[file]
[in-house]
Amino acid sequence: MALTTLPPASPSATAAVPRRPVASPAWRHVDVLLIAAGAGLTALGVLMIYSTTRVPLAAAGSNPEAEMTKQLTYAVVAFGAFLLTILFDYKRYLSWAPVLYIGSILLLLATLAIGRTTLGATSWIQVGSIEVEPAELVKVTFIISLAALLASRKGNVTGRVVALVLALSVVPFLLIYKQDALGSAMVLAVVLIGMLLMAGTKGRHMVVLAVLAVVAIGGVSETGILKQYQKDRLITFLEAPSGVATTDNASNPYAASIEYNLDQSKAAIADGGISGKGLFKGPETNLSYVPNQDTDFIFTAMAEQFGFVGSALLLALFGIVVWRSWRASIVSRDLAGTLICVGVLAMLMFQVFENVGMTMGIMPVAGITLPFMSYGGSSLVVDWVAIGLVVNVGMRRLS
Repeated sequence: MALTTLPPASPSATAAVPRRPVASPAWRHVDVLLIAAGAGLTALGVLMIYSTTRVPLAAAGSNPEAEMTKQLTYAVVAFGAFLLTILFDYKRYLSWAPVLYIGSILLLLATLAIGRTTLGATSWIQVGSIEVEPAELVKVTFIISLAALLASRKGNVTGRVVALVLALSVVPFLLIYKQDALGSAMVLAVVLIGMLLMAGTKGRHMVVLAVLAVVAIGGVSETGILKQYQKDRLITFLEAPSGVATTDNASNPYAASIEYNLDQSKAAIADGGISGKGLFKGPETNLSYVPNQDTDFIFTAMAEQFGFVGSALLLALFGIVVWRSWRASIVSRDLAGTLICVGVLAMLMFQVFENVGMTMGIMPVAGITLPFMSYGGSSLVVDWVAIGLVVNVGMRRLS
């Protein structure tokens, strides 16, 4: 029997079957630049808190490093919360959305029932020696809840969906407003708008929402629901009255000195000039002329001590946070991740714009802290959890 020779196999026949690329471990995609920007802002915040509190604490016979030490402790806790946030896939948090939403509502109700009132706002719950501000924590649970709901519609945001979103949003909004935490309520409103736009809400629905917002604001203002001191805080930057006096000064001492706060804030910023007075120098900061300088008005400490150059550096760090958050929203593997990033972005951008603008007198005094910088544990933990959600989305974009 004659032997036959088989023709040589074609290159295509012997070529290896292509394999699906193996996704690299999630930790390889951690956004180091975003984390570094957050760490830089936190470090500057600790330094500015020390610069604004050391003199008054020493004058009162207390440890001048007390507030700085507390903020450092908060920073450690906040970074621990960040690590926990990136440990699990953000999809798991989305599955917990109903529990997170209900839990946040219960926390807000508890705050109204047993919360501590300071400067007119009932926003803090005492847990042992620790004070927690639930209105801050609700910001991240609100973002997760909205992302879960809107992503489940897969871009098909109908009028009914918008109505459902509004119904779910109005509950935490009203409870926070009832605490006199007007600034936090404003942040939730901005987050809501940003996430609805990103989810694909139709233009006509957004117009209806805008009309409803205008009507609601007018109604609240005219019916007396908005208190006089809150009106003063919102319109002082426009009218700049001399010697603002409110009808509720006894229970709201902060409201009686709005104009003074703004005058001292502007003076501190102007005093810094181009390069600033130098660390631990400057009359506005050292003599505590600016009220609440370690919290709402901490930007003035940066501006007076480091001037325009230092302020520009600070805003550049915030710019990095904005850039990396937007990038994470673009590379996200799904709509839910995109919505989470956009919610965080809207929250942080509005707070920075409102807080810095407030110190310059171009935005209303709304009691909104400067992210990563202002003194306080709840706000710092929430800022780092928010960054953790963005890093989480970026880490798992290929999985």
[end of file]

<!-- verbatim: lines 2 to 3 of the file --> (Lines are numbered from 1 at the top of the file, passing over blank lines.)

Amino acid sequence: MALTTLPPASPSATAAVPRRPVASPAWRHVDVLLIAAGAGLTALGVLMIYSTTRVPLAAAGSNPEAEMTKQLTYAVVAFGAFLLTILFDYKRYLSWAPVLYIGSILLLLATLAIGRTTLGATSWIQVGSIEVEPAELVKVTFIISLAALLASRKGNVTGRVVALVLALSVVPFLLIYKQDALGSAMVLAVVLIGMLLMAGTKGRHMVVLAVLAVVAIGGVSETGILKQYQKDRLITFLEAPSGVATTDNASNPYAASIEYNLDQSKAAIADGGISGKGLFKGPETNLSYVPNQDTDFIFTAMAEQFGFVGSALLLALFGIVVWRSWRASIVSRDLAGTLICVGVLAMLMFQVFENVGMTMGIMPVAGITLPFMSYGGSSLVVDWVAIGLVVNVGMRRLS
Repeated sequence: MALTTLPPASPSATAAVPRRPVASPAWRHVDVLLIAAGAGLTALGVLMIYSTTRVPLAAAGSNPEAEMTKQLTYAVVAFGAFLLTILFDYKRYLSWAPVLYIGSILLLLATLAIGRTTLGATSWIQVGSIEVEPAELVKVTFIISLAALLASRKGNVTGRVVALVLALSVVPFLLIYKQDALGSAMVLAVVLIGMLLMAGTKGRHMVVLAVLAVVAIGGVSETGILKQYQKDRLITFLEAPSGVATTDNASNPYAASIEYNLDQSKAAIADGGISGKGLFKGPETNLSYVPNQDTDFIFTAMAEQFGFVGSALLLALFGIVVWRSWRASIVSRDLAGTLICVGVLAMLMFQVFENVGMTMGIMPVAGITLPFMSYGGSSLVVDWVAIGLVVNVGMRRLS